The nice feature of the SP-480-12 is that it does have a remote +12V power-off feature.  Presumably I can drive this with a comparator/output MOSFET, so that when the battery voltage drops below some critical threshold, it kicks in, and when it rises above a high set-point, it drops out.  Simple control, with no MCU involved.  I don’t see a reason to get more fancy than that on the control side, anything more is a liability.

On other news, my gcc build on the TS-7670 failed … so much for the wait.  We’ll try another version and see how we go.

Mar 132018
 

So the house got momentarily power-cycled this morning… I’m at work, minding my own business, next thing the access point emails me this:

Mar 13 09:04:23 Syslogd start up

Now, it only does that for two reasons.  Either someone told it to reboot (not I), or it got hard reset.  Sure enough, log into the old server, and it’s reporting an uptime of 15 minutes.  I get home this evening, and clocks all around are on the blink … literally.

The cluster course is going, power outage?  What power outage?

I did consider wiring up the ADSL modem, router, study switch, and the TS-7670 up to the cluster’s power rails, but haven’t gotten around to doing that.  Alas, I’m not quite there yet.

In any case, even if the TS-7670 had been powered from the solar, I’d have still have temporarily lost the build as the HDD dock I have the hard drive sitting in is mains powered.  It also doesn’t remember its state after a power cycling.  I’d have re-started the build from work, but the HDD remained off when the power came back on.

Never mind.  The downside is now I get to re-start a multi-day build.  The good news though, is that knowing the ebuild file that Portage picked out for compiling gcc; I can resume where it left off.  In this case, it’s using an ebuild from the musl overlay; /root/musl/sys-devel/gcc/gcc-6.4.0-r1.ebuild.

ebuild /root/musl/sys-devel/gcc/gcc-6.4.0-r1.ebuild package will preserve the current working tree and will resume where it was, hopefully without incident.  I’ll be left with a .tbz2; which will be picked up when I run emerge –keep-going -ekv @system.

Mar 122018
 

Well, in my last post I discussed getting OpenADK to build a dev environment on the TS-7670.  I had gotten Gentoo’s Portage installed, and started building packages.

The original plan was to build everything into /tmp/seed, but that requires that all the dependencies are present in the chroot.  They aren’t.  In the end, I decided to go the ill-advised route of compiling Gentoo over the top of OpenADK.

This is an ugly way to do things, but it so far is bearing fruit.  Initially there were some hiccups, and I had to restore some binaries from my OpenADK build tree.  When Gentoo installed python-exec; that broke Portage and I found I had to unpack a Python 2.7 binary I had built earlier then use that to re-install Portage.  I could then continue.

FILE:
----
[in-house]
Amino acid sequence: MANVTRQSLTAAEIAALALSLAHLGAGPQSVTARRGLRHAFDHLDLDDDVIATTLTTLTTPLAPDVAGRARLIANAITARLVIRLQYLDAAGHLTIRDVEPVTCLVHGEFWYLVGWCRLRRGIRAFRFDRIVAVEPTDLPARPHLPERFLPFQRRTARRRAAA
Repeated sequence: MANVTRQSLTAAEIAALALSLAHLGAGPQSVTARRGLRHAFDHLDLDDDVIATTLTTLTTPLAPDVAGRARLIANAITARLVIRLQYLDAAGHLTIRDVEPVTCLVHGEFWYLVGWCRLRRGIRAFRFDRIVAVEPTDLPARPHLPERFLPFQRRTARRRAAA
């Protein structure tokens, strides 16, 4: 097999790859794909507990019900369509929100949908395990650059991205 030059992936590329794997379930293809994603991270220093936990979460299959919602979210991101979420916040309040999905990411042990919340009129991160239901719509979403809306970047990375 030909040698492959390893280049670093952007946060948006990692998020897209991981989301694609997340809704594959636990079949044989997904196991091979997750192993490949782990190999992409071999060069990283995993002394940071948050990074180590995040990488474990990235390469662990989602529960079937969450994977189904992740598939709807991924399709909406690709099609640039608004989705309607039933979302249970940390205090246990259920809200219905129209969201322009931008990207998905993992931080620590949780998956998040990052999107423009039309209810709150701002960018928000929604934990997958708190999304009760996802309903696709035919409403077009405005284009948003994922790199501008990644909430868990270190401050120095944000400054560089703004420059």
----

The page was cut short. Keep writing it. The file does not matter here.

Right now, it’s grinding away at gcc; which was my nemesis from the beginning.  This time though, it successfully built xgcc and xg++; which means it has compiled itself using the OpenADK-supplied gcc; and now is building itself using its self-built binaries.  I think it does two or three passes at this.

If it gets through this, there’s about 65 packages to go after that.  Mostly small ones.  I should be able to do a ROOT=/tmp/seed emerge -ek @system then tar up /tmp/seed and emerge catalyst.  I have some wrapper scripts around Catalyst that I developed back when I was responsible for doing the MIPS stages.  These have been tweaked to do musl builds, and were used to produce these x86 stages.  The same will work for ARMv5.

It might be another week of grinding away, but we should get there. 🙂

Feb 262018
 

So, after a longish wait… my laptop finally coughed up an image with a C/C++ compiler and almost all the bits necessary to make Gentoo Portage tick.

Almost everything… wget built, but it segfaults on start-up.  No matter, it seems curl works.  We do have an issue though: Portage no longer supports customising the downloader like it used to, or at least I couldn’t see how to do it, it used to be settings in make.conf.

Thankfully, I know shell scripts, and can make my own wget using the working curl:

bash-4.4# cat > /usr/bin/wget
#!/bin/bash

OUT=
while [ $# -gt 0 ]; do
    case "$1" in
        -O) OUT="$2"; shift;;
        -t) shift;;
        -T) shift;;
        --passive-ftp) : ;;
        *) break ;;
    esac
    shift
done

set -ex
curl --progress-bar -o "${OUT}" "$1"

Okay, it’s a little (a lot) braindead, but it beats downloading the lot by hand!

I was able to get Gentoo installed by hand using these instructions.  I have an old 1TB HDD plugged into a USB dock, formatted with a 10GB swap partition and the rest btrfs.  Sure, it’s only USB 2.0, but I’d sooner just put up with some CPU overhead than wear out my eMMC.

Next step; ROOT=/tmp/seed emerge -ev system

Jan 292018
 

So, fun and games with the TS-7670.

At present, I have it up and running:

root@ts7670:~# uname -a
Linux ts7670 4.14.15-vrt-ts7670-00031-g1a006273f907-dirty #2 Sun Jan 28 20:21:08 EST 2018 armv5tejl GNU/Linux

That’s booted up into Debian Stretch right now.  debootstrap did its deed a few days ago on the eMMC, and I was able to boot up this new image.  Today I built a new kernel, and tweaked U-Boot to boot from eMMC.

Thus now the unit can boot without any MicroSD cards fitted.

There’s a lot of bit rot to address.  U-Boot was forked from some time in 2014.  I had a crack at rebasing the code onto current U-Boot, but there’s a lot of clean-up work to do just to get it to compile.  Even the kernel needed some fixes to get the newer devicetree sources to build.